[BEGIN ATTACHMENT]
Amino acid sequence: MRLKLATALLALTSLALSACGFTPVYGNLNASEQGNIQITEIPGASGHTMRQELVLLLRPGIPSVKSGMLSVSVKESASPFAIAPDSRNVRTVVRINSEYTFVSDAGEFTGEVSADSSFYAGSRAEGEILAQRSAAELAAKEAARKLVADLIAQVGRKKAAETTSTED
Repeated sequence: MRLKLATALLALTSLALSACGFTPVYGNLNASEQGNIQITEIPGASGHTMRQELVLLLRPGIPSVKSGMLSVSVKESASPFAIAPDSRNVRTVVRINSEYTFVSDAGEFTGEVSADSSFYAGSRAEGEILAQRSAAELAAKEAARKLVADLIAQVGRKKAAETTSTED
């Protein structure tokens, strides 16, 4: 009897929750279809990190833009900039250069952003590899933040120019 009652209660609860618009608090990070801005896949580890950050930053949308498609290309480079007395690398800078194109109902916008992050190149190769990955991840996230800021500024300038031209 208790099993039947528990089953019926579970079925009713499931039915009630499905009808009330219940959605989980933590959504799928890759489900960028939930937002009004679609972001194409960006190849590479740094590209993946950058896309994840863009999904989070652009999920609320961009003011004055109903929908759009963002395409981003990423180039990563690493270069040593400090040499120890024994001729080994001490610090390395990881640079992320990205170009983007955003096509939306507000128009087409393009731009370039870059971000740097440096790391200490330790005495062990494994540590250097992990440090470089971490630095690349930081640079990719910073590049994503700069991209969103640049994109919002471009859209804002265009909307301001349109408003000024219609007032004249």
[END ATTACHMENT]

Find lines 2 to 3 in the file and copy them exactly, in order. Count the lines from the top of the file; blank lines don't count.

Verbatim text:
Repeated sequence: MRLKLATALLALTSLALSACGFTPVYGNLNASEQGNIQITEIPGASGHTMRQELVLLLRPGIPSVKSGMLSVSVKESASPFAIAPDSRNVRTVVRINSEYTFVSDAGEFTGEVSADSSFYAGSRAEGEILAQRSAAELAAKEAARKLVADLIAQVGRKKAAETTSTED
């Protein structure tokens, strides 16, 4: 009897929750279809990190833009900039250069952003590899933040120019 009652209660609860618009608090990070801005896949580890950050930053949308498609290309480079007395690398800078194109109902916008992050190149190769990955991840996230800021500024300038031209 208790099993039947528990089953019926579970079925009713499931039915009630499905009808009330219940959605989980933590959504799928890759489900960028939930937002009004679609972001194409960006190849590479740094590209993946950058896309994840863009999904989070652009999920609320961009003011004055109903929908759009963002395409981003990423180039990563690493270069040593400090040499120890024994001729080994001490610090390395990881640079992320990205170009983007955003096509939306507000128009087409393009731009370039870059971000740097440096790391200490330790005495062990494994540590250097992990440090470089971490630095690349930081640079990719910073590049994503700069991209969103640049994109919002471009859209804002265009909307301001349109408003000024219609007032004249």